> table.insert(t,1,2,3,4)
stdin:1: wrong number of arguments to 'insert'

Are these bugs that should be fixed in Lua?


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Re: require() parse error in 5.3.4/5.4.0-work2?

Doug Currie
On Wed, Jun 27, 2018 at 4:32 PM Kenneth Lorber <[hidden email]> wrote:
[...]

Are these bugs that should be fixed in Lua?

No.

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Re: require() parse error in 5.3.4/5.4.0-work2?

Stephen Irons-3
In reply to this post by Kenneth Lorber


On Thu, Jun 28, 2018 at 8:31 AM, Kenneth Lorber <[hidden email]> wrote:

>>
>>
>> On Jun 27, 2018, at 9:51 AM, [hidden email] wrote:
>>
>> Date: Wed, 27 Jun 2018 12:06:41 +0000
>> From: Thijs Schreijer <[hidden email]>
>> Subject: Re: require() parse error in 5.3.4/5.4.0-work2?
>> To: Lua mailing list <[hidden email]>
>> Message-ID: <[hidden email]>
>> Content-Type: text/plain; charset="utf-8"
>>
>>
>>
>>> On 27 Jun 2018, at 13:15, Kenneth Lorber <[hidden email]> wrote:
>>>
>>>> On 26 Jun 2018, at 13:13, Kenneth Lorber
>>>> <[hidden email]<mailto:[hidden email]>> wrote:
>>>>
>>>> On Jun 23, 2018, at 8:57 AM, Andrew Gierth
>>>> <[hidden email]<mailto:[hidden email]>>
>>>> wrote:
>>>>
>>>> [...]
>>>> To me it is about flexibility, multiple return values, and the
>>>> ability to only take what is needed. Eg:
>>>>
>>>>  take_two(return_three())
>>>>
>>>> Without a bunch of locals. Why would you even want to limit that
>>>> and make it an error? It takes flexibility away.
>>>>
>>>> For example: take OpenResty, it uses a lot of those extra checks
>>>> and it's a pita. See this code for example:
>>>>
>>>> https://github.com/Kong/kong/blob/82a51c4b519728eed4f957fdaa547ed4abea9332/kong/globalpatches.lua#L296-L302
>>>>
>>>> The last argument “socket options” must be a table, not even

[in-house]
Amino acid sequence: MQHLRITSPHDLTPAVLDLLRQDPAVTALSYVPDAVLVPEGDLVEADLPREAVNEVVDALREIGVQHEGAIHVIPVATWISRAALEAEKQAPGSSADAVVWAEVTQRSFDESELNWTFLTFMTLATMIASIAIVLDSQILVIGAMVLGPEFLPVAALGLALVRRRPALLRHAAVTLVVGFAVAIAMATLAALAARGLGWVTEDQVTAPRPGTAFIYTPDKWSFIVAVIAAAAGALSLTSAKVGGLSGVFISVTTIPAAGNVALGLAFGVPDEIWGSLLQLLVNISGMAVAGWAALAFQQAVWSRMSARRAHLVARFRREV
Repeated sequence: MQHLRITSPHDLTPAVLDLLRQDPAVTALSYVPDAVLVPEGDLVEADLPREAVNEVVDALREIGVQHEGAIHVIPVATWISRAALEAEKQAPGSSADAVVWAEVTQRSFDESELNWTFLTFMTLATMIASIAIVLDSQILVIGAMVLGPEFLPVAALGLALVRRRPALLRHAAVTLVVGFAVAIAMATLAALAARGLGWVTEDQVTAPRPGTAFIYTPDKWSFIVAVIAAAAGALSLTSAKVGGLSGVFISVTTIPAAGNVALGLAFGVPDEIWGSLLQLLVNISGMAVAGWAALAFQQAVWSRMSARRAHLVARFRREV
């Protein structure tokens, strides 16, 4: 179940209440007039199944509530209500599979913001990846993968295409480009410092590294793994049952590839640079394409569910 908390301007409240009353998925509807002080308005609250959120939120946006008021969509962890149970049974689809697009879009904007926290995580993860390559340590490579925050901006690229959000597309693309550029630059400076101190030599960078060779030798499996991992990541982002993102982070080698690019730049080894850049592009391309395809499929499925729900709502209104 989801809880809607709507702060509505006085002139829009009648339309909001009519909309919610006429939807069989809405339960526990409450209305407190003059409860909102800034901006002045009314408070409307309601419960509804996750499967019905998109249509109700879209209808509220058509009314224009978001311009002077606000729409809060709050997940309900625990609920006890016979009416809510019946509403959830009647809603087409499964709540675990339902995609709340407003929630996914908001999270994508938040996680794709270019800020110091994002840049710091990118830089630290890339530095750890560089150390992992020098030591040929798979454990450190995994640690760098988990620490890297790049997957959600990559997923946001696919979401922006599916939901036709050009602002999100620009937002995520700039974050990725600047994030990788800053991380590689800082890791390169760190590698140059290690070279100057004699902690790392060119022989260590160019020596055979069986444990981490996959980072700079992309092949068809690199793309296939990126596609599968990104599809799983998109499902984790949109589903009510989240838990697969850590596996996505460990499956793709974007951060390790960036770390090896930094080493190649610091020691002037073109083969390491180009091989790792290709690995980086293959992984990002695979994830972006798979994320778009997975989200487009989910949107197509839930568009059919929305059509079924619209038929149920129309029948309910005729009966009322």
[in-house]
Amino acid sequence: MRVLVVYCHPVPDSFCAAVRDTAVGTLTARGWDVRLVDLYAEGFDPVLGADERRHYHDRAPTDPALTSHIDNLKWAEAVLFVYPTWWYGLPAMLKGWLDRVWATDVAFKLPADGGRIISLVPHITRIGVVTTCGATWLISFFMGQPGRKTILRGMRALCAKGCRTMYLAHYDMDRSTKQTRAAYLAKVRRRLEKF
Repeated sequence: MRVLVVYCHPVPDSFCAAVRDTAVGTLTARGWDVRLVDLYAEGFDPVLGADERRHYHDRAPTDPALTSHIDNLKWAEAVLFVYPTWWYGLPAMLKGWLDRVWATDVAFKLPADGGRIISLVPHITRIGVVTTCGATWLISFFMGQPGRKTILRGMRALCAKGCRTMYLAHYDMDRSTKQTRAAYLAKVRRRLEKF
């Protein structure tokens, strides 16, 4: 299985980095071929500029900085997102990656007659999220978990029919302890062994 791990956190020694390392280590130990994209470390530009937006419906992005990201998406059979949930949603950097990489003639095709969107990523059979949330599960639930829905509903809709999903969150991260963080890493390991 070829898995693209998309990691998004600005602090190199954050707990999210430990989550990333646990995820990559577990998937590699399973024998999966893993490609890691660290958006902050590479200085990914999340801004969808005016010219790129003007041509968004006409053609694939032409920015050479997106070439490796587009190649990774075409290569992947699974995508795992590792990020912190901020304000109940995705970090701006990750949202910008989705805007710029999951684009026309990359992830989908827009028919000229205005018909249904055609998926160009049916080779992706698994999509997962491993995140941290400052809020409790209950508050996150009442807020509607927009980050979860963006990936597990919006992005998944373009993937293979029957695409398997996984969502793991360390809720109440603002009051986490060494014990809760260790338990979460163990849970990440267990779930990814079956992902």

>>>> `nil` is accepted. Hence in the calling code it requires an
>>>> if-then construct.
>>>>
>>>> So be careful what you wish for with those checks.
>>>>
>>>> Thijs
>>>
>>> I was going to just let this go, but the replies are getting so far
>>> afield I just can't.  I'm not asking about the language feature in
>>> general, or about function prototypes, or  user written code or any
>>> of the other things people have brought up.
>>>
>>> I'm talking about the basic, lua-distribution-supplied functions
>>> such as require.  So let me rephrase my original questions and
>>> we'll just stick to require only:
>>>
>>> Is there some reason accepting     require("file", "ignored
>>> argument")     is a language feature?  Some use-case I don't see?  
>>> (If so, why is there the occasional check for extra arguments?)
>>>
>>> Is it documented somewhere I missed that lua functions supplied by
>>> the distribution accept and ignore extra arguments?
>>>
>>> Is there any reason not to add checks for extra arguments to the
>>> functions supplied by the lua distribution?  If it's performance,
>>> it could be available as a compile time option.
>>>
>>> I hope this gets the discussion back on track, whether anyone
>>> agrees with me or not.
>>>
>>> Thanks,
>>> Keni
>>
>> The way I see it, Lua tries to be as “unspecific” as possible,
>> as in that the global environment itself is just a table for
>> example, as are all libraries, and the registry, and every global
>> can be redefined by a Lua version.
>>
>> In your example `require` is just a function, as any other Lua
>> function. With your proposal you’re defining “Lua defined
>> functions” and “language defined functions” as separate
>> types/behaviours. Why this complication?
>>
>> Thijs
>
> Since we are clearly not communicating effectively, let's try this
> from another direction:
> > math.random(3,4,5)
> stdin:1: wrong number of arguments
>
> > t={}
> > table.insert(t,1,2,3,4)
> stdin:1: wrong number of arguments to 'insert'
>
> Are these bugs that should be fixed in Lua?
>
>

>

You bring up the point that some functions in the 'standard' Lua
libraries check the number and/or type of parameters while others do
not.

* t = require('table', 1234)   -- second parameter is silently ignored